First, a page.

a dataset memory for storing plural multi-resolution datasets;
a resampling unit for selectively receiving a subset of said multi-resolution datasets from said memory, said subset proximate to a sample along a particular ray, and for combining said subset into a sample;
a rendering module for receiving said sample and for combining said sample with other samples along said particular ray received from said resampling unit to generate a single pixel;
a perspective ray control element, in communication with said dataset memory, said resampling unit, and said rendering module, for casting said particular ray through said single pixel; and
a processor in communication with said voxel memory and said dataset memory,
wherein said processor calculates said multi-resolution datasets based upon said voxels, such that said multi-resolution datasets represent each position within said volume to be rendered at varying degrees of resolution.
11. The volume rendering module of claim
10, wherein said perspective ray control is for identifying which of said plural multi-resolution datasets are to comprise said subset of said multi-resolution datasets.12. The volume rendering system of claim
10, wherein said perspective ray control is for specifying to said resampling unit a weight to be applied to each multi-resolution dataset of said subset of multi-resolution datasets.13. The volume rendering system of claim
10, wherein said perspective ray control is for specifying to said resampling unit a range of multi-resolution datasets of said subset of multi-resolution datasets which are to be combined in the generation of said sample.14. The volume rendering system of claim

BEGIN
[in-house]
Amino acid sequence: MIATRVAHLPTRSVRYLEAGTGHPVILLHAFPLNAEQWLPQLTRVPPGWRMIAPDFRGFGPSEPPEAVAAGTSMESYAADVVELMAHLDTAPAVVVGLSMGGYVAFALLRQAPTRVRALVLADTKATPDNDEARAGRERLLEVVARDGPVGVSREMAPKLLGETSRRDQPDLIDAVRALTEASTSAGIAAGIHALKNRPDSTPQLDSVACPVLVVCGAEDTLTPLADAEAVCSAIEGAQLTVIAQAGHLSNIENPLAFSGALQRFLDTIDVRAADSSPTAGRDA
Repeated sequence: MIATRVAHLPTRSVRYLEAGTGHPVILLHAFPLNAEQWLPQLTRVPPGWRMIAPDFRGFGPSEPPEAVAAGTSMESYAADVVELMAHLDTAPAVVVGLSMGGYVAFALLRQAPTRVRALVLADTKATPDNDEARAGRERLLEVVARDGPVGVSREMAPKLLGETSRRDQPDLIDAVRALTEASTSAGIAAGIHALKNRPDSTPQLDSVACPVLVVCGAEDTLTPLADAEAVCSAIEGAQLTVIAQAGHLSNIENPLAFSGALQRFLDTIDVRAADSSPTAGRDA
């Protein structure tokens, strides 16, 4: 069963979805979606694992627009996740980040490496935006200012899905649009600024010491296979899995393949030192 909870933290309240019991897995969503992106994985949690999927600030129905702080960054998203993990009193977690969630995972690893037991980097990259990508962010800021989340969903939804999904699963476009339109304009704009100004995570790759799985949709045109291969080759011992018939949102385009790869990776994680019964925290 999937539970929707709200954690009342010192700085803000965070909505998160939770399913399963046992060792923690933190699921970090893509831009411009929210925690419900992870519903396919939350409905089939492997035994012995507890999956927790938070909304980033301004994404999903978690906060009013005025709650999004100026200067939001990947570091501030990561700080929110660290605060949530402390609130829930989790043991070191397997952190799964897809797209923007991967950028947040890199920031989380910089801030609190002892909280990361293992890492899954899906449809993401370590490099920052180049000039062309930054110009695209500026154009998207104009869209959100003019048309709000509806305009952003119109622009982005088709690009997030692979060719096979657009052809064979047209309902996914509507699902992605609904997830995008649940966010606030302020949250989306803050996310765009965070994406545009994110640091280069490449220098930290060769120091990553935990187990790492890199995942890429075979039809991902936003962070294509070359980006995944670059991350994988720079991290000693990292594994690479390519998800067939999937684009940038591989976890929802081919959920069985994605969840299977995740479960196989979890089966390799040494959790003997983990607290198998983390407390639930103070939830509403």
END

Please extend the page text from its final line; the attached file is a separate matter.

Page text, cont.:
10, wherein said rendering module further comprises a gradient estimation unit, a shading unit, and a compositing unit for compositing said samples.15. The volume rendering system of claim
14, wherein said perspective ray control is for adjusting said gradient estimation and shading units.16. The volume rendering system of claim
10, further comprising a baseplane image memory for storing said pixel and other pixels received from said rendering unit.17. The volume rendering system of claim
10, wherein said perspective ray control is further for calculating a level of detail for said sample, said level of detail effecting which of said multi-resolution datasets are to comprise said subset of multi-resolution datasets.18. The volume rendering system of claim
17, wherein said perspective ray control is further for calculating said level of detail based upon a distance from a center of projection for plural perspective ray s to a baseplane and on a current position of said sample generated by said resampling unit.19. A method of rendering a multi-dimensional volume on a baseplane via parallel-pipeline processing of perspective rays cast into said volume as parallelized perspective rays, comprising the steps of:
storing a representation of said volume as a plurality of voxels in a voxel memory;
retrieving a subset of said voxels from said memory by a resampling unit, said subset of said voxels proximate to a sample along a particular ray;
determining a range of said subset of voxels to be processed by said resampling unit;
determining a weight to be applied to each of said subset of voxels to be processed by said resampling unit;
compositing said weighted voxels within said range of voxels, by said resampling unit, to generate said sample; and
rendering a pixel from said sample and from other samples along said particular ray received from said resampling unit by a rendering module.
20. The method of claim
19, further comprising the step of calculating a level of detail for a sample to be calculated in a perspective ray control unit, and providing said level of detail to said resampling unit for use in said steps of determining a range and determining a weight.21. The method of claim